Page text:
TRCH Nov 19

Robert Lindsay on His New Show, The Golden Age of Hollywood, and Singing at Derby County

18 October 19 interview: Ashley Carter

From studying drama at Nottingham College – then known as Clarendon College – in the sixties, Robert Lindsay has gone on to become one of the most respected and well-loved stage and screen actors of his generation, picking up a BAFTA, a Tony Award and three Olivier Awards along the way. Not too shabby for the boy from Ilkeston. We caught up with the actor as he prepares to head back to the local stage with a starring role in Prism, the story of legendary Oscar-winning cinematographer Jack Cardiff…

You’re bringing Prism to the Theatre Royal this month, having previously starred in the 2017 London run. Are you looking forward to getting back into the role of Jack Cardiff?
Yes, I am. It’s with a new cast, which is always exciting and really freshens the whole thing up. I’m also working with my lovely friend Tara Fitzgerald, who I’ve worked with before – we are very simpatico with each other. It feels like starting afresh really. I'm really proud of Prism, I think it's one of the best things I've ever been involved with.

How did you find the process of getting back into a character you’ve played previously?
I thought it was going to be a little easier than it is, because I thought I just had to relearn it. I didn’t realise I had to rethink it, and there have been a few changes. When we first did it in Hampstead in 2017 we discovered so much more that we started to freshen up. It was a bit of a trial, because we had originally conceived it as a movie. I said to Mason Cardiff – who is Jack’s son and a close friend of mine – that we needed to get it on its feet as a stage production. And the writer, Terry Johnson, is the perfect person to get it right for both the film world and the theatre world.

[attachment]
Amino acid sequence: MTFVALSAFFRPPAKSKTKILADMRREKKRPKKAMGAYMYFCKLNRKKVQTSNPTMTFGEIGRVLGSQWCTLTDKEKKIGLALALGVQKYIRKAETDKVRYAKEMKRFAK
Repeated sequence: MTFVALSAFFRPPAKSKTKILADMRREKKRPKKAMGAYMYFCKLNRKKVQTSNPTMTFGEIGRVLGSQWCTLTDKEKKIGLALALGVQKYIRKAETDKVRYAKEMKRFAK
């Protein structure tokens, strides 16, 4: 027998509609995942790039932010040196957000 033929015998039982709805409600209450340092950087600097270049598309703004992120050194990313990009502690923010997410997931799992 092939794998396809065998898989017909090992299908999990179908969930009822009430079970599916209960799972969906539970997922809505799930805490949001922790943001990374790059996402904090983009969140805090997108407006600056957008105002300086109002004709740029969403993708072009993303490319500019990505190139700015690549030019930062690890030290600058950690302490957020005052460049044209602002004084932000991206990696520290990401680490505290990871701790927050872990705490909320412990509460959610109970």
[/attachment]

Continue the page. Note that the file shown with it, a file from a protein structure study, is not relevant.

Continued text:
I wouldn't even call it a play; I would call it an event, because it's filmic as well. As it's about a cinematographer, the audience isn't just going to sit and watch a play, they'll see bits of movies and various other extraordinary things that happen in Jack's mind, because it's a point in his life where he's got Alzheimer's and he prefers to live in his head than in real life.

What level of pressure comes with portraying one of the most innovative and influential cinematographers in the history of film?
I didn’t feel very much pressure at all because I’ve become good friends with his son, Mason, and he and I had been working on this project for eight years. I knew Jack briefly at the end of his life, and actually read a eulogy at his funeral, which is where Mason and I met. We had a few drinks together, as you do at a wake, and started discussing a photograph of Marilyn Monroe, which she had signed and inscribed to him. It said, “Dearest Jack, if only I could be the way you have created me. I love you, Marilyn.” 

After his father had died, Mason took all of the artefacts, photographs, cameras and Oscars and built a shrine to his Dad’s memory in a garage. When we found Terry, we took him there, and decided to set the play there. So the play actually takes place in the garage, and transforms into all the sets that Jack created. 

What was it that made Jack Cardiff so special as a cinematographer?
He was a theatre man – his Mum and Dad were musical performers and he understood and loved the stage very much. And you can see in his movies, whether it was The Red Shoes or the African Queen, that he was inventive. He didn’t have CGI or special effects, but his knowledge of lights and cameras was second to none. That’s why Martin Scorsese still rates him as the greatest cinematographer of all time. 

I'm really proud of Prism, I think it's one of the best things I've ever been involved with

Did writing your own autobiography affect how you approached playing a character who is reflecting back on his life?